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Professor: US Airstrikes in Syria Require Damascus' Consent to Be Lawful

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Although Damascus was informed about the US airstrikes against the Islamic State targets in Syria, they still required the consent of the Syrian government to be lawful, John Quigley, Emeritus Professor at The Ohio State University, told RIA Novosti Tuesday.

WASHINGTON, September 23 (RIA Novosti), Lyudmila Chernova - Although Damascus was informed about the US airstrikes against the Islamic State targets in Syria, they still required the consent of the Syrian government to be lawful, John Quigley, Emeritus Professor at The Ohio State University, told RIA Novosti Tuesday.

"The airstrikes in Syria require the consent of the government of Syria in order to be lawful," Quigley said. "In recent days, the government of Syria indicated it would not consent to such airstrikes."

The professor noted that this morning, in response to the airstrikes, the Syrian government issued a statement indicating that it had been informed in advance by the United States.

"In that statement, Syria did not indicate whether it objects to the airstrikes. If Syria does not make clear its objection, it may be considered to consent," he explained.

On Tuesday, the United States and a number of its Arab allies carried out a series of airstrikes against ISIS insurgent positions across Syria.

The ambassador of the Syrian Arab Republic in Russia Riyad Haddad confirmed that Damascus knew of the upcoming operation in advance, however, denied any coordination with the US Air Force.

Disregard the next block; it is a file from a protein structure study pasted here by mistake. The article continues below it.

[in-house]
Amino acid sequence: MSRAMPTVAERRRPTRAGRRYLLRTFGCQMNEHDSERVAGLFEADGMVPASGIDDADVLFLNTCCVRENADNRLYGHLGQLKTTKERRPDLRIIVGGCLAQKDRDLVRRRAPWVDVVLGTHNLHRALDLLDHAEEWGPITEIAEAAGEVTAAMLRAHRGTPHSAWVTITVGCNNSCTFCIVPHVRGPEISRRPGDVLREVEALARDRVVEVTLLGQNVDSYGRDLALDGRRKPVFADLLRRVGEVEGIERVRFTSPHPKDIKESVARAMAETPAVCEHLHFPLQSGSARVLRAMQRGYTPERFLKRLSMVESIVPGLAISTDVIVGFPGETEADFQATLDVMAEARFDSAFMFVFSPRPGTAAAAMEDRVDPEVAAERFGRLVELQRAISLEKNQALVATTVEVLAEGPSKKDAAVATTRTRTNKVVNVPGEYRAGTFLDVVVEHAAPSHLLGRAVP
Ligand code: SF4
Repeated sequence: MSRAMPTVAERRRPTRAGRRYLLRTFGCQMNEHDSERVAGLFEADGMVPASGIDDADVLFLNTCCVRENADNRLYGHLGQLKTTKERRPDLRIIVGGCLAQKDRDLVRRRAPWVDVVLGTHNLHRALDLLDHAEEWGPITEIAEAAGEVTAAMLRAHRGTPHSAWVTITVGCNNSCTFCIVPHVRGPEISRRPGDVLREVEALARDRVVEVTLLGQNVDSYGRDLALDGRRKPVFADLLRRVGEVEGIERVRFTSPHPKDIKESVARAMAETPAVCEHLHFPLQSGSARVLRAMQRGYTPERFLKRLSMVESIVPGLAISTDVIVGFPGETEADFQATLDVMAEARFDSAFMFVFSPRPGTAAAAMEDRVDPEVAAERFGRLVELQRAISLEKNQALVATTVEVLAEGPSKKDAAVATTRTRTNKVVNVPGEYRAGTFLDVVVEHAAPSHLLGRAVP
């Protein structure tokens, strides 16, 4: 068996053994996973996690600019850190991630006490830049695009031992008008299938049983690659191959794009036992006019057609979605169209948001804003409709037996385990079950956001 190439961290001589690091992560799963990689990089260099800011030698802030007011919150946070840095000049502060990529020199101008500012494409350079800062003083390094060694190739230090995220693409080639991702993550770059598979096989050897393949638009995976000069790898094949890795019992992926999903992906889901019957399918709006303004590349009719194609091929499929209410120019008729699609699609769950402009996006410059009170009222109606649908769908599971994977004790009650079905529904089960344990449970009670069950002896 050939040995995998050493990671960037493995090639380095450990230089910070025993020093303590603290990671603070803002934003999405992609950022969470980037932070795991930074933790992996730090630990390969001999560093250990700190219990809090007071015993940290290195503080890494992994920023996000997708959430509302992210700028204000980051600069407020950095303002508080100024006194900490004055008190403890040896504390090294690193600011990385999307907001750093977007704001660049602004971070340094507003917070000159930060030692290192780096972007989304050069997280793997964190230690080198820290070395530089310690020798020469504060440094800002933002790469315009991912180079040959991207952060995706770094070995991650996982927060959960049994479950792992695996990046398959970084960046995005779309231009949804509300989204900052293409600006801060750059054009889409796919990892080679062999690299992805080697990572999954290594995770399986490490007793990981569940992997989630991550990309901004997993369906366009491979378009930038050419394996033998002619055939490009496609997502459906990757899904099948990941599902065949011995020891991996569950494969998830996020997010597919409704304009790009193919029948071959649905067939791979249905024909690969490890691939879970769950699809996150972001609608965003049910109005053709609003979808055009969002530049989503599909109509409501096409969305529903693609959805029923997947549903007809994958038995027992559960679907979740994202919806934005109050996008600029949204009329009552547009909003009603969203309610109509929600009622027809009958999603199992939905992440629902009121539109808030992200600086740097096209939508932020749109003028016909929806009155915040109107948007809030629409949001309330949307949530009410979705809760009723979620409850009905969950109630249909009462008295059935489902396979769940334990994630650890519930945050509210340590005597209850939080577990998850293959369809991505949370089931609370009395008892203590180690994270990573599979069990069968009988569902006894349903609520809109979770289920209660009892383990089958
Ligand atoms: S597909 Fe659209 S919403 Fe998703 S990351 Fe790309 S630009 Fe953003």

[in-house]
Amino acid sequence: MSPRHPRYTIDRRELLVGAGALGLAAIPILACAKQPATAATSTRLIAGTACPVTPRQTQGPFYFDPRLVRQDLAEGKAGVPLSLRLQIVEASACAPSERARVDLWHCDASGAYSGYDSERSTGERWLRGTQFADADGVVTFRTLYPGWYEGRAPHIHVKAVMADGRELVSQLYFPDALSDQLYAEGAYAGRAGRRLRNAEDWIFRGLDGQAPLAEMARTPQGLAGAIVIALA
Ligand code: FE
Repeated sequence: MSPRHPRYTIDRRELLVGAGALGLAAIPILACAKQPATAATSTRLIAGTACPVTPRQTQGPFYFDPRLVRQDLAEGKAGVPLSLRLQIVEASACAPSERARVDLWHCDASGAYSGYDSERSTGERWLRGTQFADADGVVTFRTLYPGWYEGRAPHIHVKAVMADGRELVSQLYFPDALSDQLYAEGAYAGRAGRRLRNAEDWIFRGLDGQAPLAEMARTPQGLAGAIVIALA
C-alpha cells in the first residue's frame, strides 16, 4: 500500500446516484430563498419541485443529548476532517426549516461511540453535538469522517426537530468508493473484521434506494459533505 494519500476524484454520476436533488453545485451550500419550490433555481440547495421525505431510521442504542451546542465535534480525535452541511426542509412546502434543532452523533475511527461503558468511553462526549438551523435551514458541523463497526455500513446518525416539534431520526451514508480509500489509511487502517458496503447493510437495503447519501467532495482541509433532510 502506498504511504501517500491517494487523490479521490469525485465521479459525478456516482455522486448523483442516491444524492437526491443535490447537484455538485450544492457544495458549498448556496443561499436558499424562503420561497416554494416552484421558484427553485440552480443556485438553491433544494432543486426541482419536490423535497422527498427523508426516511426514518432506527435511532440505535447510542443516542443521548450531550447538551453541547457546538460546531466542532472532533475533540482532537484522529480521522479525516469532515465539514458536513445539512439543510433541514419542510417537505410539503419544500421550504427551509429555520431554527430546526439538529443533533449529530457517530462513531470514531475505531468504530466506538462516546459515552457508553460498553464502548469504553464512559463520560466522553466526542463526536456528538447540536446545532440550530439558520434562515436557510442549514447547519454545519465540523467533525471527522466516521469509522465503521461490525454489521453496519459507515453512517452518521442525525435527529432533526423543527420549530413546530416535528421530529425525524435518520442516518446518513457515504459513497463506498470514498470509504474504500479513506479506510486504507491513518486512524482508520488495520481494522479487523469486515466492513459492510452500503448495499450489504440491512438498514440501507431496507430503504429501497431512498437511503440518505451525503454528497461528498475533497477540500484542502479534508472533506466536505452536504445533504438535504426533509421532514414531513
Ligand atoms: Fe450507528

According to Haddad, the United States had informed Damascus of the upcoming airstrikes a few hours before the launch of the operation.

Quigley said that at this time Damascus has a couple of options.

"Countries that are the victim of aggression often complain to the UN Security Council. That is one option for Syria," he emphasized. "Since ISIS is fighting against the government of Syria, the government might choose to consent."

"ISIS has carried out significant violations of human rights in the territory it has captured in Syria and Iraq. Hopefully the government of Syria, the government of Iraq, the United States and other states can work together to return civil government to the territories ISIS controls," Quigley concluded.

The IS, also known as the Islamic State of Iraq and Greater Syria (ISIS) or the Islamic State of Iraq and the Levant (ISIL), has been fighting the Syrian government since 2012. In June 2014, the group extended its attacks to northern and western Iraq, declaring a caliphate on the territories over which it had control.

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